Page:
An early example of his commitment came the following March when he visited Kirtland. In the spring of 1837 Kirtland was rife with dissension and disharmony. Sadly, he found that even the missionary who had delivered the gospel to him was temporarily floundering under a cloud of darkness. Undaunted he replied to Parley P. Pratt's misgivings: "Now Brother Parley, it is not the man that I am following, but the Lord. The principles you taught me led me to Him, and now I have the same testimony that you then rejoiced in. If the work was true six months ago, it is true today; if Joseph Smith was then a prophet, he is now a prophet."5

A further opportunity to reaffirm this testimony occurred while he was attending a meeting in the Kirtland Temple. The spirit of apostasy was displayed by several individuals who took occasion to speak against the Prophet Joseph Smith. Elder Taylor stood and responded: "It was Joseph Smith, under the Almighty, who developed the first principles, and to him we look for further instructions. If the spirit which he manifests does not bring blessings, I am very much afraid that the one manifested by those who have spoken will not be very likely to secure them."6

The defender of the faith returned to Canada likely unaware that his devotion to Joseph would very nearly require his life seven years later at Carthage Jail.

Before spilling his blood with the Prophet's, however, he would experience other challenges and make other contributions. He again left Toronto in the fall of 1837 to gather with the Church in Missouri. Following an arduous trek of nearly 1,200 miles, he arrived in Missouri only to find perilous days of persecution. During those trying times he distinguished himself by drafting petitions calling for justice and relief. He labored to assist those afflicted and, finally, following Gov. Lilburn W. Boggs' infamous "extermination order," helped resettle the displaced and homeless saints in Illinois.

John Taylor's call to the apostleship included a call "to go over the great waters, and there promulgate my gospel." (D&C 118:4.) While there he preached, introduced the gospel in Ireland, wrote a number of influential pamphlets, and helped British saints gather to Nauvoo.

He returned to Nauvoo July 1, 1841, but other mission calls would come. Within five years he was called to serve a second time in England from 1846-47. This was followed by a mission to Europe from 1848-1852, where he introduced the gospel in France and initiated publication of the Book of Mormon in French and German. Finally, he presided over the Eastern States Mission from 1855-57. During this mission, he also edited The Mormon, a Church paper published to counteract anti-Mormon sentiment.

Returning from his first mission to Britain, he worked to further establish the growing city of Nauvoo, served on the City Council and acted as Judge Advocate of the Nauvoo Legion. In addition, he served simultaneously as the editor of two important Nauvoo newspapers: The Times and Seasons and The Nauvoo Neighbor.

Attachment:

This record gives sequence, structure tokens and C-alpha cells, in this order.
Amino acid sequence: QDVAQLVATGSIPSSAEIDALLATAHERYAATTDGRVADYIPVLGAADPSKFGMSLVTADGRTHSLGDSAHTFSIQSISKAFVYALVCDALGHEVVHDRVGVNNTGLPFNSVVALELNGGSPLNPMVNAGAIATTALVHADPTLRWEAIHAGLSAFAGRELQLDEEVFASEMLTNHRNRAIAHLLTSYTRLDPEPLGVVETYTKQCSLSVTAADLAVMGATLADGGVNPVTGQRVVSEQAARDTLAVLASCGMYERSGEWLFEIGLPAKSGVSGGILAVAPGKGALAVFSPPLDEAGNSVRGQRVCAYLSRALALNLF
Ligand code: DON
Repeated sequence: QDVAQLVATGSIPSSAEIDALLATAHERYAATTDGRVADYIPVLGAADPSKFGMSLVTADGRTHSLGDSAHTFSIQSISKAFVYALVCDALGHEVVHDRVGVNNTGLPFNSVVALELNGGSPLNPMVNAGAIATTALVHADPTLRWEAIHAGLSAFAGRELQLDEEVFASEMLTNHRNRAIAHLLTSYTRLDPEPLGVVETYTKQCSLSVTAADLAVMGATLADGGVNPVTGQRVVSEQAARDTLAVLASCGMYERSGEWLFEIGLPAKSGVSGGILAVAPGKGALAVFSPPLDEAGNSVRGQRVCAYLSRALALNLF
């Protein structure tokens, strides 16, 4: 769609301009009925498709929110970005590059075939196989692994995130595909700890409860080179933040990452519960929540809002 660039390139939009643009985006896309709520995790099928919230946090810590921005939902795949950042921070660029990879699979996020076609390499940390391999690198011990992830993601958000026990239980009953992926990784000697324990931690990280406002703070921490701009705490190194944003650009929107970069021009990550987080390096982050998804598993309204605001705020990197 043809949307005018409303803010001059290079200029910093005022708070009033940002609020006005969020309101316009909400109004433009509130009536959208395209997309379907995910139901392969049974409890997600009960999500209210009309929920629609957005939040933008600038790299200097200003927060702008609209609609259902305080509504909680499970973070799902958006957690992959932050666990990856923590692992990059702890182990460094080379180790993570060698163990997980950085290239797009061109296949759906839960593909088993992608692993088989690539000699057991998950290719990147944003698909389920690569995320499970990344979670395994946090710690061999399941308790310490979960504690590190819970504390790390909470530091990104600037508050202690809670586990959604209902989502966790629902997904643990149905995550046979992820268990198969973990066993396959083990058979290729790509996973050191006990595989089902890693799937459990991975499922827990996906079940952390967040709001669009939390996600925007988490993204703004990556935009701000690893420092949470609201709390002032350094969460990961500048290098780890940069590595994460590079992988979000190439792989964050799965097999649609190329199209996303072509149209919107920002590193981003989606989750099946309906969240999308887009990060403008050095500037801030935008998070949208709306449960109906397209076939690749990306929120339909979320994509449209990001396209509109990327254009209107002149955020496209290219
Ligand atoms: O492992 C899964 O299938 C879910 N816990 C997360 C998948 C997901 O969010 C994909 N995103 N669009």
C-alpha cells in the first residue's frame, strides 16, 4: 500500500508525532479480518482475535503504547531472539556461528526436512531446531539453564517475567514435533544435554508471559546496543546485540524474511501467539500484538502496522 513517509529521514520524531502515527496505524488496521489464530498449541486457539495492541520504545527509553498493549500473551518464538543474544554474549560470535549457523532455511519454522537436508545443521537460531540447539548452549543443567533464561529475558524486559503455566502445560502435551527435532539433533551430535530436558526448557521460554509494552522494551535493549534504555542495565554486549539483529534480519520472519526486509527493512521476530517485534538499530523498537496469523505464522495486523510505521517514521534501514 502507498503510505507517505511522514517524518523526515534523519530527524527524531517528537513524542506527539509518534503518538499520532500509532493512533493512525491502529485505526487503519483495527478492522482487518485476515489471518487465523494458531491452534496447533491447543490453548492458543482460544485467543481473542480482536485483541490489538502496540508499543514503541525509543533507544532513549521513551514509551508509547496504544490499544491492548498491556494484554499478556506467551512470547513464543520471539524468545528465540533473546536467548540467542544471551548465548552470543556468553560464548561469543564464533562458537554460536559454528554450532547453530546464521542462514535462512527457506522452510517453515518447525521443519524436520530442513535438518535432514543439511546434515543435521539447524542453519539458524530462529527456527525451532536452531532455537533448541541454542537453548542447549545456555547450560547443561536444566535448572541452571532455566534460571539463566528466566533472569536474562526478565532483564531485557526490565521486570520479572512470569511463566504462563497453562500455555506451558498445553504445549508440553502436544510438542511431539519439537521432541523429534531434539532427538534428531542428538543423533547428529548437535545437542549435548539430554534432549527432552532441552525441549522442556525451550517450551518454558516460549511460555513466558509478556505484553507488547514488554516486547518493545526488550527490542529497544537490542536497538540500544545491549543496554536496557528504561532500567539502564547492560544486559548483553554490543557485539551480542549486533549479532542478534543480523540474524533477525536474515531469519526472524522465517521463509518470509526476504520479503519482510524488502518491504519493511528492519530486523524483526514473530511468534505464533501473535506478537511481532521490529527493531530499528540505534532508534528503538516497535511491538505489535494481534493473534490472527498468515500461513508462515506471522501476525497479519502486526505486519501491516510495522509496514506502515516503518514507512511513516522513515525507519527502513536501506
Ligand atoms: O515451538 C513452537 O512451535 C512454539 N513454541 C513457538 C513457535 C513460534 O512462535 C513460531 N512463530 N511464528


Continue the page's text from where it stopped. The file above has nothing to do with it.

Concerning his intelligence and his power with the written word, Brigham Young stated: "With regard to brother John Taylor, I will say that he has one of the strongest intellects of any man that can be found; he is a powerful man, he is a mighty man, and we may say that he is a powerful editor, but I will use the term to suit myself, and say that he is one of the strongest editors that ever wrote."7

Unquestionably, one of John Taylor's most difficult trials occurred during this period of time in Nauvoo. At the Prophet's request, he accompanied Joseph, Hyrum Smith and Willard Richards to Carthage jail.

Late in the warm afternoon of June 27, 1844, Elder Taylor, aware of their prospects, felt heavy in spirit. Nevertheless, he complied with Joseph's request to sing "A Poor, Wayfaring Man of Grief." Not long after he finished singing the song for the second time, a mob stormed the jail and Joseph and Hyrum were killed. Notwithstanding being severely wounded in four places, John Taylor miraculously survived.

Although he later commented, "I had counted the cost when I first started out, and stood prepared to meet it,"8 he also expressed great gratitude that he was providentially spared for another purpose: "My heart melted before the Lord. I felt that the Lord had preserved me by a special act of mercy; that my time had not yet come, and that I still had a work to perform upon the earth."9

He filled a second mission to England, but returned early enough in 1847 to conduct a pioneer company to Salt Lake City. He became a solid source of leadership in the developing pioneer community and was seated in the Territorial Legislature for 20 years.

His greatest call to serve followed the death of Brigham Young in 1877. After leading the Church for three years as president of the Quorum of the Twelve, John Taylor was sustained as president of the Church on Oct. 10, 1880. The 10 years he led the Church were difficult years. Increasingly stringent federal legislation against plural marriage brought disruption and severe persecution. Members of the Church lost the right to vote and hold public office. Prominent Church and community leaders were arrested or compelled to retire from public life to avoid federally appointed law enforcement. Numerous families were broken up and suffered hardship when husbands and fathers were imprisoned or forced into hiding.